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Technological divergence at the crossroads? Middle Paleolithic technology in the Armenian volcanic highlands and Central Anatolia, implications for hominin population dynamics
Phil Glauberman  1, *@  , Boris Gasparyan  1@  , Steven Kuhn  2@  , Ellery Frahm  3@  , Keith Wilkinson  4@  , Bo Li  5@  , Yannick Raczynski-Henk  6@  , Hayk Haydosyan  1@  , Dmitri Arakelyan  7@  , Daniel Adler  8@  
1 : Institute of Archaeology and Ethnography, National Academy of Sciences of the Republic of Armenia
2 : University of Arizona
3 : Yale University
4 : University of Winchester
5 : University of Wollongong
6 : University of Leiden
7 : Institute of Geosciences, National Academy of Sciences of the Republic of Armenia
8 : University of Connecticut
* : Auteur correspondant

A prominent question in Paleolithic research is how to trace and explain regionally distinct material cultural evolutionary trajectories among synchronous and geographically separated hominin populations. Here, we present a comparative case study that suggests broadly contemporaneous Middle Paleolithic (MP) technological divergence in two neighboring areas at the geographic nexus of Africa and Eurasia. The Armenian volcanic highlands and the Central Anatolian volcanic province (CAVP) are similar in geomorphology, but are separated by topography and ~ 800 km. MP artifacts in both areas were produced almost exclusively on obsidian raw materials. The influence of raw material properties on core reduction techniques is absent in our comparison, therefore any patterns in reduction techniques highlight variation in learned and transmitted technical behaviors.

We compared data on core reduction strategies from the site of Barozh 12 in Armenia, and numerous surface artifact assemblages in the Göllü Dağ area of the CAVP [1]. We also conducted raw material sourcing using pXRF on a sample of artifacts from Barozh 12 to assess the potential extent of MP hominin mobility in the Armenian volcanic highlands.

At Barozh 12, surface and excavated alluvial deposits yielded exceptionally high artifact densities. Age estimates indicate a range of ~ 61 – 32 ka BP OSL for the excavated sequence. Other MP sites in Armenia with chronometric ages date to ~ 104 – 30 [2]. At Göllü Dağ, tephrochronology from the sites of Körkuyu and Kaletepe Deresi 3 suggests a maximum age range for MP surface material in the CAVP of ~ 160 – ~ 70 – 20 ka [3]. These dates provide overlapping age ranges for the assemblages we studied in the two areas, and both samples are representative of other MP assemblages in each region. This chronological framework serves as a starting point for assessing long-term technological trends.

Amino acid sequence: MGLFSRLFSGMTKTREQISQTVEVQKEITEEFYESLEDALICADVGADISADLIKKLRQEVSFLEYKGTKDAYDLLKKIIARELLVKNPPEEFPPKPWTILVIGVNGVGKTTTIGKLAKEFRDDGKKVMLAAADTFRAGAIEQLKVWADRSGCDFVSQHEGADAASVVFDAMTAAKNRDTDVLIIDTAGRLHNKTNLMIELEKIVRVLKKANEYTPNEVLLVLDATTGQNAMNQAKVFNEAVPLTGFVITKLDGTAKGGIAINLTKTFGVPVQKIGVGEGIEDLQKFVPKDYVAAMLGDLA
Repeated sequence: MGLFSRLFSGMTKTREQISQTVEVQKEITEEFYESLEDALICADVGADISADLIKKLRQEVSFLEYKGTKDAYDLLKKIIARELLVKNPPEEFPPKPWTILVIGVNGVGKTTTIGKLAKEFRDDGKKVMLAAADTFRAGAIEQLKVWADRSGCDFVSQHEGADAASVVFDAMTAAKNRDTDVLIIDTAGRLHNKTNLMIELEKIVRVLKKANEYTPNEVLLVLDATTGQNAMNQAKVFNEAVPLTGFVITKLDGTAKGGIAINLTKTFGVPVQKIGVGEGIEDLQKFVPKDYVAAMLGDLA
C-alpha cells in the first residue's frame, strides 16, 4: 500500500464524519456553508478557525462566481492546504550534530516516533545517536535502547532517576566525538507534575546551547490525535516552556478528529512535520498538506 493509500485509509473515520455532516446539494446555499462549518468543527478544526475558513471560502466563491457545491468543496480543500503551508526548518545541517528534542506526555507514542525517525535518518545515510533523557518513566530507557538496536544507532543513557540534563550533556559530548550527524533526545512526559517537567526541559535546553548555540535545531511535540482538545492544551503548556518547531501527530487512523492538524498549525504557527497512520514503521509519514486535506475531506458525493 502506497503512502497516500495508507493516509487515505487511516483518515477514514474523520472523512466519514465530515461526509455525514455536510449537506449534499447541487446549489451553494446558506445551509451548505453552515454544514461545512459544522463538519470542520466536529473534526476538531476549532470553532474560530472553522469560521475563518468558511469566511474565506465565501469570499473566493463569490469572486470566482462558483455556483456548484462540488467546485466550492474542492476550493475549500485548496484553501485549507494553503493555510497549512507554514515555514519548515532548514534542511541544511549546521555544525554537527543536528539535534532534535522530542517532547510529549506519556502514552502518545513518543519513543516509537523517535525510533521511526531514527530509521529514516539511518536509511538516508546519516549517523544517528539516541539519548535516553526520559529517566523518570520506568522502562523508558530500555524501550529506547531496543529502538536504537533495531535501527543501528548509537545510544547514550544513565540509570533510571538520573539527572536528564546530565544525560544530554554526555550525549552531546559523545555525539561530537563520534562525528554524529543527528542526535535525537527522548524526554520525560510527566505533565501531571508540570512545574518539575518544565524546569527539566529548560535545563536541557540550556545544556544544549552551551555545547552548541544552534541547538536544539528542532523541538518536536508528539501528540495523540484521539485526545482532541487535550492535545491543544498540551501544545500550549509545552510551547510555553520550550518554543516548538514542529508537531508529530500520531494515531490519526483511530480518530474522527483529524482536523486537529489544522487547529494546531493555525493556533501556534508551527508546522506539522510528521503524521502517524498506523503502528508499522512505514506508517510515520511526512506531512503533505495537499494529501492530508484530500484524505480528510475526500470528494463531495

Results of our analysis demonstrate significant differences in core reduction strategies between the study areas. At Barozh 12, unidirectional-convergent Levallois core reduction for the production of points dominates, as it does in much of the documented MP in Armenia. In the CAVP, preferential, unidirectional, and centripetal Levallois reduction strategies are pervasive, but the production of points utilizing systematic unidirectional-convergent Levallois core reduction is essentially absent. Obsidian artifact transports to Barozh 12 overlap with those observed at other MP sites in the Armenian volcanic highlands, and as a whole describe a confined area of diachronic hominin mobility that extends into eastern Anatolia.

Taken together, our results suggest long-term technological divergence based on a Levallois ‘platform', and long standing artifact manufacture techniques among geographically separate hominin populations. Regionalized technological divergence may signify a cultural evolutionary outcome of sub-population isolation, an important aspect of metapopulation models of MP hominin population structure and dynamics [e.g. 4]. Hominin population dynamics in our study area were complex and may have involved long periods of demographic and behavioral continuity in relatively small and confined geographic areas. In order to test this scenario, future research in this part of southwest Asia needs to refine archaeological chronologies and paleo-environmental records.


[1] Kuhn, S. L., Dinçer, B., Balkan-Atlı, N., Erturaç, M. K., 2015. Paleolithic occupations of the Göllü Dağ, Central Anatolia, Turkey. Journal of Field Archaeology 40, 581-602.

[2] Egeland, C.P., Gasparian, B., Fadem, C.M., Nahapetyan, S., Arakelyan, D., Nicholson, C.M. 2016. Bagratashen 1, a stratified open-air Middle Paleolithic site in the Debed river valley of northeastern Armenia: A preliminary report. Archaeological Research in Asia 8, 1-20.

 [3] Tryon C.A., Logan, M.A.V., Mouralis, D., Kuhn, S., Slimak, L., Balkan-Atlı, N., 2009. Building a tephrostratigraphic framework for the Paleolithic of Central Anatolia, Turkey. Journal of Archaeological Science 36, 637-652.

[4] Hopkinson, T., 2011. The transmission of technological skills in the Paleolithic: insights from metapopulation ecology. In B.W. Roberts and M. Vander Linden (Eds.) Investigating Archaeological Cultures: Material Culture, Variability, and Transmission. Springer Science+Business Media: New York.

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